Middle linebacker role growing on Harris

Redshirt freshman could be a designated pass rusher in the future

dmclemore@thestate.comApril 7, 2012 

University of South Carolina's Mason Harris, left, and Cedrick Cooper run through drills during practice.

C. ALUKA BERRY — caberry@thestate.com

Mason Harris made a name for himself rushing quarterbacks in high school. Now, he’s learning the role of being quarterback of the defense.

Harris, a redshirt freshman from Fort Oglethorpe, Ga., moved from weakside to middle linebacker this spring. That’s been a challenge for someone hoping to grow into an SEC defensive end.

“It’s been kind of hard, going from rushing the quarterback to dropping back in coverage. I think I’m getting it well now,” he said. “Once I got here I realized I wasn’t going to get up to 250, 260. Maybe in the future. I’m too light right now to get on the line.”

The 6-foot-3 Harris came to USC weighing 195 pounds. He is playing this spring at 220 pounds, with 230 or 235 his target weight at linebacker. He played defensive end, linebacker and offensive tackle at Ridgeland High in Rossville, Ga., recording 119 tackles and 15 sacks as a senior.

South Carolina’s defensive ends are anywhere from 250 to 290 pounds. Harris is playing behind senior linebackers Shaq Wilson (5-11, 224) and Reginald Bowens (6-3, 254) on the depth chart.

Harris is doing better than anticipated, said Kirk Botkin, USC’s linebackers coach. And yes, Botkin said, coaches would like him to get bigger.

“He’s an athletic kid,” Botkin said. “We’ve got to get him to pull the trigger and go downhill a little more. At times he looks outstanding, and then sometimes it looks like he’s thinking and not processing fast enough. That’s part of being young and being green. You can’t play fast if you’re thinking.”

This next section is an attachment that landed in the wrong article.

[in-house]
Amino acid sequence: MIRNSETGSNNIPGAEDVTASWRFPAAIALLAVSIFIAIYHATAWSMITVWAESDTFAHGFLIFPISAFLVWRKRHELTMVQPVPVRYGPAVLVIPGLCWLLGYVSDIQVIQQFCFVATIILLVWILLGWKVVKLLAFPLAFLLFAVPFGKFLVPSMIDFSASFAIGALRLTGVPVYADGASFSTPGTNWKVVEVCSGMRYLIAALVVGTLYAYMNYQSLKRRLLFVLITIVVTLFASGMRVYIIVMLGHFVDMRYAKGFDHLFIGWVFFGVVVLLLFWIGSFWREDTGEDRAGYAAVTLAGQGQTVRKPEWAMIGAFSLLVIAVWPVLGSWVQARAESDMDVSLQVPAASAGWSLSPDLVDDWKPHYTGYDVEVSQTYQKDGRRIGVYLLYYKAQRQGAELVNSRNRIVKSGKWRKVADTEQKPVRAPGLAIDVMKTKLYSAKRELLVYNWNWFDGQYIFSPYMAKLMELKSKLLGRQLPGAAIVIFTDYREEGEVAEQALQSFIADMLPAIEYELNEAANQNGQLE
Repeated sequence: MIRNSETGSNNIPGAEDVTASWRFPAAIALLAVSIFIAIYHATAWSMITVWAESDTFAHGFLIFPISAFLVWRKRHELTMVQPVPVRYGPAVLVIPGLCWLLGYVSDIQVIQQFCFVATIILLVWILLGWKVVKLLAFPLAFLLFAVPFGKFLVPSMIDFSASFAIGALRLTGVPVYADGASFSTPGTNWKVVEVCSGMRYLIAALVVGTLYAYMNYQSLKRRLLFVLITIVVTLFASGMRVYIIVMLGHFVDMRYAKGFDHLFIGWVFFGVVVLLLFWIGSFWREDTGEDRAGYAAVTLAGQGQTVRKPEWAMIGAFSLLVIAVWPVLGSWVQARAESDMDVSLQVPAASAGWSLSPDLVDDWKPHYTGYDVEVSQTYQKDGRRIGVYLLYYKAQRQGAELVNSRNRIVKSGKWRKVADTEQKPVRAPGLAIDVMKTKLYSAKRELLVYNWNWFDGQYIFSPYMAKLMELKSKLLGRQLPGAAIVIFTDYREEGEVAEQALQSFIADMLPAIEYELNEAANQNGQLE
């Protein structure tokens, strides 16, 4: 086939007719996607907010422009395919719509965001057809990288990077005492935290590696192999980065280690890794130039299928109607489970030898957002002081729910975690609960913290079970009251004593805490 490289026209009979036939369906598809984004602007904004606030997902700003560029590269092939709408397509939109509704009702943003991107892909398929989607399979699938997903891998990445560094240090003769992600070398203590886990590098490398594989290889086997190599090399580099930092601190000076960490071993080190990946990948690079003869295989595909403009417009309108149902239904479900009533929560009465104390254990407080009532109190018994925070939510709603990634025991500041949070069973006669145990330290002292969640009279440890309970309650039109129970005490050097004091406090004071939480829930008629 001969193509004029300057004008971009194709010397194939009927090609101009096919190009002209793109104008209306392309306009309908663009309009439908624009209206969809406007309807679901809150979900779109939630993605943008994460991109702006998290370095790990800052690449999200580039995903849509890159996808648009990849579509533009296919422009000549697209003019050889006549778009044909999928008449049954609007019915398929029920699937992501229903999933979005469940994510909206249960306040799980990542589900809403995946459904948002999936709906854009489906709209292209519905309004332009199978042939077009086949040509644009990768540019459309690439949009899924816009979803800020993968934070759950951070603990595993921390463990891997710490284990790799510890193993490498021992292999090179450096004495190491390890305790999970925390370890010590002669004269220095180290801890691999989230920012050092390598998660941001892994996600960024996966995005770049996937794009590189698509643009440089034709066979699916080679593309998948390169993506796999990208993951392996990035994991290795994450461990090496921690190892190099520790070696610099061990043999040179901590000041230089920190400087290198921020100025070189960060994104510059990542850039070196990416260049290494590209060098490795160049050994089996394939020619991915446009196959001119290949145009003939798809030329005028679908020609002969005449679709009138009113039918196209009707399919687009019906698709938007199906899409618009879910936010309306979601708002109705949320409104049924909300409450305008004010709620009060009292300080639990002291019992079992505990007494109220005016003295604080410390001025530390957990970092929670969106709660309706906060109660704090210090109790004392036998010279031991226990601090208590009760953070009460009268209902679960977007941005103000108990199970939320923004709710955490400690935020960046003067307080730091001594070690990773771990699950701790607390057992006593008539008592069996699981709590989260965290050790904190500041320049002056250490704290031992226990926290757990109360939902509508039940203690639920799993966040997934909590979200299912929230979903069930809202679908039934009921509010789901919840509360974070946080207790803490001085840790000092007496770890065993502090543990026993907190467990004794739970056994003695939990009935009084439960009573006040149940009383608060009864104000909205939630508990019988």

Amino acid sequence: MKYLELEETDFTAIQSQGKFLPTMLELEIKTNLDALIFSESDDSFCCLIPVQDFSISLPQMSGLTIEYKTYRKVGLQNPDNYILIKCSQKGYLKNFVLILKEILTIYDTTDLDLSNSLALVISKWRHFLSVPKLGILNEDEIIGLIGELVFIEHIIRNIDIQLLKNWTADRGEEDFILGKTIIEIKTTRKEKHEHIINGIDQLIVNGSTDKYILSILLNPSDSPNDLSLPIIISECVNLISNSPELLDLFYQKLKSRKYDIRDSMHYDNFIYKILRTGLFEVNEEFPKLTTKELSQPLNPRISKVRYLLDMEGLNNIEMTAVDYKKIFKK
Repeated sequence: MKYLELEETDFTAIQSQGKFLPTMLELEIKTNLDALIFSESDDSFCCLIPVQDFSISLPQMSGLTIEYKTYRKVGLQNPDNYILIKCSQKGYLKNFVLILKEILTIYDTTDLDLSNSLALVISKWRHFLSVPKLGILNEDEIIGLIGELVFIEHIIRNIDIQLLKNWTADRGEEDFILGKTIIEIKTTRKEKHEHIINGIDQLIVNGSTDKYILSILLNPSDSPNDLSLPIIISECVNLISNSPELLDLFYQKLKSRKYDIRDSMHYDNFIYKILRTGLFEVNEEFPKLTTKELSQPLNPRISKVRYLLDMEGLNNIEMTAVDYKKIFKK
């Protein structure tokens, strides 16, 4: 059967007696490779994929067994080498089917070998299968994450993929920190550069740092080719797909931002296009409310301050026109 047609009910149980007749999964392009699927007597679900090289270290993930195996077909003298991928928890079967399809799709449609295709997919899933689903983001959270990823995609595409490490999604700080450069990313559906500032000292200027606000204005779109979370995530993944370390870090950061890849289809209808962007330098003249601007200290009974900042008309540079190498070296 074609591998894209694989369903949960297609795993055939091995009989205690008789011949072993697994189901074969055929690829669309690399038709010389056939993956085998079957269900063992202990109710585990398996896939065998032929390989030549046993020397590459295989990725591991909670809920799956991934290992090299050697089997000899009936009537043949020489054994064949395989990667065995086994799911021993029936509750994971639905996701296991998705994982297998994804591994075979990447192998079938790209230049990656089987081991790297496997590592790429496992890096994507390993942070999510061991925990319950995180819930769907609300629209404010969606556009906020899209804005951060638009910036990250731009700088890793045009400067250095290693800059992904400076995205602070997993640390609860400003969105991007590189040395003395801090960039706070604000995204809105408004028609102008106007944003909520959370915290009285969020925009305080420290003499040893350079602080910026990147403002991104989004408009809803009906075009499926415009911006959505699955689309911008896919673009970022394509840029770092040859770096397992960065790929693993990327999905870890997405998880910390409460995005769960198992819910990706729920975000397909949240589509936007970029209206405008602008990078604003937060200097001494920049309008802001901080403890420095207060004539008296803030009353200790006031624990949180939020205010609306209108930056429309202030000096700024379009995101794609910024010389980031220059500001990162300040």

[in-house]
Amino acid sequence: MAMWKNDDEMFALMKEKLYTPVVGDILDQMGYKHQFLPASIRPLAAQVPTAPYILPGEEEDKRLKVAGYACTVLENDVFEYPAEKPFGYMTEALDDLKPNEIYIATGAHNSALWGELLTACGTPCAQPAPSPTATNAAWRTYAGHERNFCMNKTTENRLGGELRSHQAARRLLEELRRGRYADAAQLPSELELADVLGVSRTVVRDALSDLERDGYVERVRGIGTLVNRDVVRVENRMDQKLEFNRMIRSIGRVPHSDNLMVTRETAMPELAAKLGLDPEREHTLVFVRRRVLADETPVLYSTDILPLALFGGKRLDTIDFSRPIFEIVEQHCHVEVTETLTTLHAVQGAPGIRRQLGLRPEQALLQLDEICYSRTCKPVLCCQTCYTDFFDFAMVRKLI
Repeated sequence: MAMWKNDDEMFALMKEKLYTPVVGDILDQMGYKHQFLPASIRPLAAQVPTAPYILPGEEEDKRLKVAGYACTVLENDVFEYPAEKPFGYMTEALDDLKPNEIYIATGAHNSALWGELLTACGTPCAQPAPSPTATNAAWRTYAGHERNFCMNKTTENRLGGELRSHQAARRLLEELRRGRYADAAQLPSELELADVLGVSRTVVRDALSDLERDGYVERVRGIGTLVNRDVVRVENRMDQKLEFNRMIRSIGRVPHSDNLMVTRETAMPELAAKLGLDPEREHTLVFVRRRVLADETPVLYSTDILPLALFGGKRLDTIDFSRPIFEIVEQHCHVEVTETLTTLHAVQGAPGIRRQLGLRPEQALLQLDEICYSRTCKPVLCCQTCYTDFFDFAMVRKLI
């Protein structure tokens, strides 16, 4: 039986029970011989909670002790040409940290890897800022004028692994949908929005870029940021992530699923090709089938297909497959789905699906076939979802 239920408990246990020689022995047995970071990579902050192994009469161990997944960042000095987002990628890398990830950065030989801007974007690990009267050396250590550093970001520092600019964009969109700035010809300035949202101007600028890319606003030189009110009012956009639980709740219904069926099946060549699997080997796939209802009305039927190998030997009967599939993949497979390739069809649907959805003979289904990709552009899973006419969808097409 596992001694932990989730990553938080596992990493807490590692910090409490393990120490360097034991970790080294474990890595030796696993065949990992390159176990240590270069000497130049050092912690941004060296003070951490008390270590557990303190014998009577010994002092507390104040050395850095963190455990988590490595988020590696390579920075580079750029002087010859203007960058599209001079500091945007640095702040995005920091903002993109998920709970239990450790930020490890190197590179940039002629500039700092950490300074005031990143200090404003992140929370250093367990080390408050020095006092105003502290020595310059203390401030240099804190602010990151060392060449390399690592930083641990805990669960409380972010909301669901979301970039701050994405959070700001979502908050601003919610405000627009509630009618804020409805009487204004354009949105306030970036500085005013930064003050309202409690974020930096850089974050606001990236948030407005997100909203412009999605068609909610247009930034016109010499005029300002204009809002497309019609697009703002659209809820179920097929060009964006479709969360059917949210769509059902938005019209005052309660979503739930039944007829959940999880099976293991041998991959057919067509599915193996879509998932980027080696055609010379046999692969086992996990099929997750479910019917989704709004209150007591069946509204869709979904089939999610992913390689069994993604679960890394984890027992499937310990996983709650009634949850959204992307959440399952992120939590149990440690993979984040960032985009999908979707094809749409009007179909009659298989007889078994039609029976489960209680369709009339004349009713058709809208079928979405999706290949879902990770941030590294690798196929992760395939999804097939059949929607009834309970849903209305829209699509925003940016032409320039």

Reading the offense’s plays “has been pretty tough,” but Harris says he’s catching the defensive signals better than he did last summer. He gets veteran guidance in live drills from senior weakside linebacker Damario Jeffery.

Botkin said Harris could become a designated pass rusher in the future.

“He does have that knack,” Botkin said. “You can tell when he blitzes, he has a little bit of wiggle. He’s got some good hips. He does some good things that could help us rushing the passer.”

Harris has handled the move to middle linebacker well, senior weakside linebacker Quin Smith said.

“Mason is doing good,” Smith said. “For his size, he might have a little ways to go. But he’s handled it perfect. He’s coming in there and calling the defense like he should.”

Harris could see plenty of playing time this season on special teams. With four senior linebackers, meaningful snaps are more realistic in 2013. Harris understands that, and he’s using this spring to get smarter and more comfortable at his new position.

“I work hard every day,” Harris said. “You never know what can happen to a player. I'm just trying to learn all the plays and be ready for next year.”

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